By David Hill - 05/27/08 06:46 PM EDT
Making campaign promises is risky business. That was the thesis of my last column. I could just leave the topic there, but that would be unrealistic. This is an election year and promises are going to be made. Some of my own valued clients want and need to make vows to voters. So how can we reduce the risk?
Understatement is a useful starting point. A series of little promises is likely to be more credible than a pompous “Contract with America.” Voters may believe you’ll fill the potholes along Main Street; they won’t believe that you can duplicate Giza’s Great Pyramid at no cost to taxpayers. Some of the greatest successes in American politics have come from fixing the little bothersome things that drive everyone crazy. Gain credibility by under-promising.
When understatement won’t do, it’s advisable to dress up your plans in rhetorical flourishes. A straightforward campaign promise isn’t as effective as a binding “contract” or, even better, a “covenant” with voters. This was the genius of the Contract with America. The problem today is that that 1994 agreement was violated. So all new contracts are suspect. But other than being a little shop-worn by Bill Clinton’s manipulations, the term “covenant” is still ripe for those big promises that need more than a simple pledge or vow.
Promises with no obvious cost to taxpayers can also be effective. I have had statewide candidates pledge, for example, to visit each county in the state before the next election. Going further, promises can be made that save taxpayers money. Members of Congress can swear to return their frank or salary increase to the Treasury, or have open-door office policies. These sorts of guarantees can be real crowd-pleasers, and they avoid the cynicism that follows a costly pledge.
Alarm bells should go off in a candidate’s head any time a campaign pledge being pondered carries a price tag. But costly proposals aren’t the only ones to avoid. Candidates are also advised to steer clear of promises that involve good will between warring parties. Some candidates cannot help themselves when it comes to promising “bipartisan cooperation.”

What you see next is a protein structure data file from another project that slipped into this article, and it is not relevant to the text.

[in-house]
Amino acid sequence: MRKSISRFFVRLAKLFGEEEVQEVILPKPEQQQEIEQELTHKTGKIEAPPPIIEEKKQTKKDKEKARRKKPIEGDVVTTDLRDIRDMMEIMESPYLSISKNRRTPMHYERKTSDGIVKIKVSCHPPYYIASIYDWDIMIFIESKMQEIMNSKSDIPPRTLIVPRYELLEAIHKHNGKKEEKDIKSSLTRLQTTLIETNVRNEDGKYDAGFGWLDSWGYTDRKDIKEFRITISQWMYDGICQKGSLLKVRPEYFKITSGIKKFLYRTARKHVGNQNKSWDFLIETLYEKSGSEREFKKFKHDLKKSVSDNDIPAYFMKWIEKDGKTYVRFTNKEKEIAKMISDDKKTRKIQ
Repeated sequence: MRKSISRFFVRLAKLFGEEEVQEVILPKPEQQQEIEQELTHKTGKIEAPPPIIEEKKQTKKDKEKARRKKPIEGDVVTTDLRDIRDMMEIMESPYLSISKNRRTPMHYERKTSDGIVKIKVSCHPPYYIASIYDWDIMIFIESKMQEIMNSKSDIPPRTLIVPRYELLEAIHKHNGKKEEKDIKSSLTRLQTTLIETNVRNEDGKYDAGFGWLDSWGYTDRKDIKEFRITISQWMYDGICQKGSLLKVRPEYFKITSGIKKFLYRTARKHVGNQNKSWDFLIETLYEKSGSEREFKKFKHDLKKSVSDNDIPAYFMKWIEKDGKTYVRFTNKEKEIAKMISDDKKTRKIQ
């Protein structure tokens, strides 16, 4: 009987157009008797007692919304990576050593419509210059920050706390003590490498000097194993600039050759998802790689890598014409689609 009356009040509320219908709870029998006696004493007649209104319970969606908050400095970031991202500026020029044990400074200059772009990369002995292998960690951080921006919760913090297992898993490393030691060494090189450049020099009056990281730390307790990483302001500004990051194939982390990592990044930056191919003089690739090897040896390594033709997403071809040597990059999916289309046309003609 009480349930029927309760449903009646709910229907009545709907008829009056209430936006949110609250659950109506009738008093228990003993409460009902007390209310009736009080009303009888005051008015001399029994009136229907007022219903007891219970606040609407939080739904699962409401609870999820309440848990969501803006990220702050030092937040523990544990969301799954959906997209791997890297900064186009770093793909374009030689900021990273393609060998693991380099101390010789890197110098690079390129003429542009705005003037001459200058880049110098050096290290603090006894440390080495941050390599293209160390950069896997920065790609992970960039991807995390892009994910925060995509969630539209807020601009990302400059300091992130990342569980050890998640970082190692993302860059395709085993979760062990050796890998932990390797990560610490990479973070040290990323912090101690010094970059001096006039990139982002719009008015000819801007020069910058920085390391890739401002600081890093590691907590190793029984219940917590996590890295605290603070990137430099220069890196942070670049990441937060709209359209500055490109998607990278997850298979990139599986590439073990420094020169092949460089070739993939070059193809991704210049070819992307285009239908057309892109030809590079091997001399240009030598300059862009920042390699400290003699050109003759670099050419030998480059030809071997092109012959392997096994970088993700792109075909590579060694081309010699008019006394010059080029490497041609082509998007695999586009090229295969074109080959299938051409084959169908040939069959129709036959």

These idealists generally don’t stop at unifying irreconcilable Republicans and Democrats. They go on to pledge a peace in Iraq that involves happy Sunni and Shiite factions living as brothers. These sunny and optimistic sentiments often receive momentary applause, luring the candidate into the trap, but in less than the 90 minutes it takes to wrap up a focus group, most voters realize they’ve been duped.
In general, promises of “good government” are also an avoidable mistake. Voters generally don’t believe political promises regarding accountability, transparency and responsiveness.
But there is one solution to this dilemma that candidates might adopt from the initiative and referendum world: creation of an oversight board. Ballot measure advocates often build into their proposal the formation of a committee composed of trustworthy citizens charged with ensuring that a bond or mill levy plan is executed as promised. Perhaps candidates need to appoint a panel of ordinary Joes and Janes whose responsibility is to monitor whether they keep their promises or not. Who know? It might be a fresh new step toward credibility.
Good promise-making is often subject to context. If a candidate upsets an incumbent to secure election, he or she might want to make reelection promises that relate to ethics. Or if a challenger candidate wants to defeat a promiscuous-spending incumbent, he might consider a no-earmark pledge. The importance of local context should be painfully evident, but many candidates and campaigns don’t get it. They take their cues from the larger national issue arena. I am already seeing this in relation to earmarks. Some candidates are promising to shun earmarks in races where the issue is non-existent.
Hill is director of Hill Research Consultants, a Texas-based firm that has polled for GOP candidates and causes since 1988.